III. I do not apprehend that a number of Roman Catholics, meeting in a private, peaceable, and quiet manner, for the sole purpose of declaring their sense of the alleged grievances, and their desire of petitioning the Legislature for redress, and of choosing out of themselves, one or more, to assist in framing and presenting such petition, can be considered as an unlawful assembly; and I do not think that any magistrate, or other person, by, or under pretence of, the Riot Act, or any other act that I am acquainted with, would have a right to disperse such meeting
IV. I do not know of any statute in this kingdom which regulates the mode of presenting petitions to the Legislature of this kingdom. The English statute of the 13th Car. II. st. V. ch. 2d. has not been enacted here, that I know of; but the general law of the land requires that the petition should be presented in the most respectful and peaceable manner. The intended petition, as I apprehend, should be entitled the petition of his Majesty's subjects of Ireland professing the Roman Catholic religion; and should be signed by a few of the Roman Catholics of each county and principal city in Ireland, on behalf of themselves and their Roman Catholic brethren of that county or city. According to the forms of Parliament here, the petition must be presented to each House, by a member of that House. In presenting the petition to his Majesty, which may be either to himself in person, or through the medium of the Lord Lieytenant, it would, I think, be prudent to follow the directions of the English statute abovementioned, and that not more than ten persons should present it.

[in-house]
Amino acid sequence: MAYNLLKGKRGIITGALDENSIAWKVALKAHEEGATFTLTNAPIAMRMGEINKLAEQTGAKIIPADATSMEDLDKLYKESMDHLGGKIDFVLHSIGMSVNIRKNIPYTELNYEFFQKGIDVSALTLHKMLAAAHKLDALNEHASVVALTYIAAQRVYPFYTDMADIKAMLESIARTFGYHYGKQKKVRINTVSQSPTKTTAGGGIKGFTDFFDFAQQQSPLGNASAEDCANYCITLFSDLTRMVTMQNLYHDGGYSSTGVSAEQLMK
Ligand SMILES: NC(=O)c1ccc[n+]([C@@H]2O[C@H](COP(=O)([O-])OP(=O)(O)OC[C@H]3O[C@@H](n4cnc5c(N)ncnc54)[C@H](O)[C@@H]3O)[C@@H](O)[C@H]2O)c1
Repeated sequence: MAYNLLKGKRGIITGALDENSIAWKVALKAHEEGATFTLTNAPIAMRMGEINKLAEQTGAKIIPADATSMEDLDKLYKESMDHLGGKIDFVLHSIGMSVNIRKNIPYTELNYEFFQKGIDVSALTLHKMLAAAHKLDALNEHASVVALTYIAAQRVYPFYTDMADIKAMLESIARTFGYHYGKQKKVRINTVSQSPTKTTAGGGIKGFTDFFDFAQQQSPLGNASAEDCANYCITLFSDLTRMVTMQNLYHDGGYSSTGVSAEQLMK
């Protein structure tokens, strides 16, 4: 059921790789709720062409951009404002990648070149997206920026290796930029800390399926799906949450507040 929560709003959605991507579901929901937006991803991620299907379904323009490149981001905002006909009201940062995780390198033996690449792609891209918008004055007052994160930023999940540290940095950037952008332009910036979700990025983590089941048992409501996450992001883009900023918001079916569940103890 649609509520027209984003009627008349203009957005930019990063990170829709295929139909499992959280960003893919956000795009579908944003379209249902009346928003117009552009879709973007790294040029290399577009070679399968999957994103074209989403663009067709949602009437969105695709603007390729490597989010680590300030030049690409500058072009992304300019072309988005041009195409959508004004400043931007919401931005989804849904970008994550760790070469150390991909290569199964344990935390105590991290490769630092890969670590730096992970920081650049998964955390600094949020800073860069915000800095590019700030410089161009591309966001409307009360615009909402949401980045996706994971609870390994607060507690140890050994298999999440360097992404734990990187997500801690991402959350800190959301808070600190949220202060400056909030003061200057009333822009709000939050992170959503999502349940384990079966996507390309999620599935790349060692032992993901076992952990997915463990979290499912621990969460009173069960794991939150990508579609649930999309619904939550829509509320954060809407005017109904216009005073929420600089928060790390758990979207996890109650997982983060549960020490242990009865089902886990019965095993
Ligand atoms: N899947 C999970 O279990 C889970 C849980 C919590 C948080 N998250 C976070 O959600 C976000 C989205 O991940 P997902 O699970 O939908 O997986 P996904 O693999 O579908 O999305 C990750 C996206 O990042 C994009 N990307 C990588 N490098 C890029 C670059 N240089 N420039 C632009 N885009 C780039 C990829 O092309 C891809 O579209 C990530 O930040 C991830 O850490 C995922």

V. From what I have already said, I must be of opinion, that the plan sent herewith to me, is not contrary to law; and I cannot conceive that persons carrying, or attemping to carry, it into effect, peaceably and quietly, would become subject to any penalties.
I have grounded my opinion upon the conception I have formed of the law and Constitution of this kingdom, from that general rescarch which my profession has led me to make into their principles; I have not, therefore, any authorities to state.
BERESFORD BURSTON. 13th September, 1792.
PETITION OF THE CATHOLICS OF IRELAND.
January 2, 1793. Mr. Byre, Mr. Keogh, Mr. Devereux, Mr. Bellew, and Sir Thomas French, the gentlemen delegated by the Catholics of Ireland, attended the levee at St. James's, and had the honor to present the humble petition of that body to his Majesty, who was pleased to receive it most graciously.
The delegates were introduced by the Right Hon. Henry Dundas, Secretary of State for the Home Department.
The following is a correct copy of the petition :
To the King's most excellent Majesty:
The humble petition of the undersigned Catholics, on behalf of themselves and the rest of his Catholic subjects of the kingdom of Ireland.
Most Gracious SOVEREIGN : Wc, your Majesty's most dutiful and loyal subjects of your kingdom of Ireland, professing the Catholic religion, presume to approach your Majesty, who are the common father of all your people, and humbly to submit to your consideration the manifold incapacities and oppressive disqualifications under which we labor.
For, may it please your Majesty, after a century of uninterrupted loyalty, in which time five foreign wars and two domestic rebellions have occurred; after having taken every oath of allegiance and fidelity to your Majesty, and given, and being still ready to give, every pledge which can be devised for their peaceable demeanor and unconditional submission to the laws, the Catholics of Ireland stand obnoxious to a long catalogue of statutes, inflicting on dutiful and meritorious subjects pains and penalties of an extent and severity, which scarce any degree of delinquency can warrant, and prolonged to a period when no necessity can be alleged to justify their continuance.
In the first place, we beg leave, with all humility, to represent to your Majesty, that, notwithstanding the lowest depart